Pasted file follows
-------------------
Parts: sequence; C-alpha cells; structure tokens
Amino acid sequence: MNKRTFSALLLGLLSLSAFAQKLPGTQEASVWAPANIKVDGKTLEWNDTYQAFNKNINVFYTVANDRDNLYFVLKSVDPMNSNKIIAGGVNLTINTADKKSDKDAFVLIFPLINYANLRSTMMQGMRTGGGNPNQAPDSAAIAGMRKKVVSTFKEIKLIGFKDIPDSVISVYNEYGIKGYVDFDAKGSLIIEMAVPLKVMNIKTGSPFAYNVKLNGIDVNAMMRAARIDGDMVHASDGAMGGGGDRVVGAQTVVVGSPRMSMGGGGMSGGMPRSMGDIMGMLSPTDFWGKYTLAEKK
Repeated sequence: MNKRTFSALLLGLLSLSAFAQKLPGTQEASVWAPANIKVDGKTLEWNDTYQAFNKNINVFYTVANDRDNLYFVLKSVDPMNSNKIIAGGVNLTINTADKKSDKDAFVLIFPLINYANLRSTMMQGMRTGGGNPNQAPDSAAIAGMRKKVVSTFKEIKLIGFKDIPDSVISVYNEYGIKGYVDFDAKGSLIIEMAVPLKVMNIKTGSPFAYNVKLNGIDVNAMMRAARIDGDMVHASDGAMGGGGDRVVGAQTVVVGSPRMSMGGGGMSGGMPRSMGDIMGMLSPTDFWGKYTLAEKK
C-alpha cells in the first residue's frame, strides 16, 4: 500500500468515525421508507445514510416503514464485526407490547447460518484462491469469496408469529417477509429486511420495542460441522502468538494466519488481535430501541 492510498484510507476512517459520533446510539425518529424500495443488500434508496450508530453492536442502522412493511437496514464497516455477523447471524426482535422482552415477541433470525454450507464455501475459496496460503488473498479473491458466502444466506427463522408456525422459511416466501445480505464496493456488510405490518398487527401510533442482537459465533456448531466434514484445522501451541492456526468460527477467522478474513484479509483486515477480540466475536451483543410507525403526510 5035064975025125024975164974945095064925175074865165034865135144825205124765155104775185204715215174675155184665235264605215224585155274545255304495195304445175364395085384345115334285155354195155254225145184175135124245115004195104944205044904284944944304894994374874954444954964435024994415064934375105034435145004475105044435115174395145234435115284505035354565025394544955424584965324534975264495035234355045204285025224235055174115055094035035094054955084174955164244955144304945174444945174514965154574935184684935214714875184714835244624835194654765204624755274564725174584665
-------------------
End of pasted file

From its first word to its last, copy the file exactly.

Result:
Parts: sequence; C-alpha cells; structure tokens
Amino acid sequence: MNKRTFSALLLGLLSLSAFAQKLPGTQEASVWAPANIKVDGKTLEWNDTYQAFNKNINVFYTVANDRDNLYFVLKSVDPMNSNKIIAGGVNLTINTADKKSDKDAFVLIFPLINYANLRSTMMQGMRTGGGNPNQAPDSAAIAGMRKKVVSTFKEIKLIGFKDIPDSVISVYNEYGIKGYVDFDAKGSLIIEMAVPLKVMNIKTGSPFAYNVKLNGIDVNAMMRAARIDGDMVHASDGAMGGGGDRVVGAQTVVVGSPRMSMGGGGMSGGMPRSMGDIMGMLSPTDFWGKYTLAEKK
Repeated sequence: MNKRTFSALLLGLLSLSAFAQKLPGTQEASVWAPANIKVDGKTLEWNDTYQAFNKNINVFYTVANDRDNLYFVLKSVDPMNSNKIIAGGVNLTINTADKKSDKDAFVLIFPLINYANLRSTMMQGMRTGGGNPNQAPDSAAIAGMRKKVVSTFKEIKLIGFKDIPDSVISVYNEYGIKGYVDFDAKGSLIIEMAVPLKVMNIKTGSPFAYNVKLNGIDVNAMMRAARIDGDMVHASDGAMGGGGDRVVGAQTVVVGSPRMSMGGGGMSGGMPRSMGDIMGMLSPTDFWGKYTLAEKK
C-alpha cells in the first residue's frame, strides 16, 4: 500500500468515525421508507445514510416503514464485526407490547447460518484462491469469496408469529417477509429486511420495542460441522502468538494466519488481535430501541 492510498484510507476512517459520533446510539425518529424500495443488500434508496450508530453492536442502522412493511437496514464497516455477523447471524426482535422482552415477541433470525454450507464455501475459496496460503488473498479473491458466502444466506427463522408456525422459511416466501445480505464496493456488510405490518398487527401510533442482537459465533456448531466434514484445522501451541492456526468460527477467522478474513484479509483486515477480540466475536451483543410507525403526510 5035064975025125024975164974945095064925175074865165034865135144825205124765155104775185204715215174675155184665235264605215224585155274545255304495195304445175364395085384345115334285155354195155254225145184175135124245115004195104944205044904284944944304894994374874954444954964435024994415064934375105034435145004475105044435115174395145234435115284505035354565025394544955424584965324534975264495035234355045204285025224235055174115055094035035094054955084174955164244955144304945174444945174514965154574935184684935214714875184714835244624835194654765204624755274564725174584665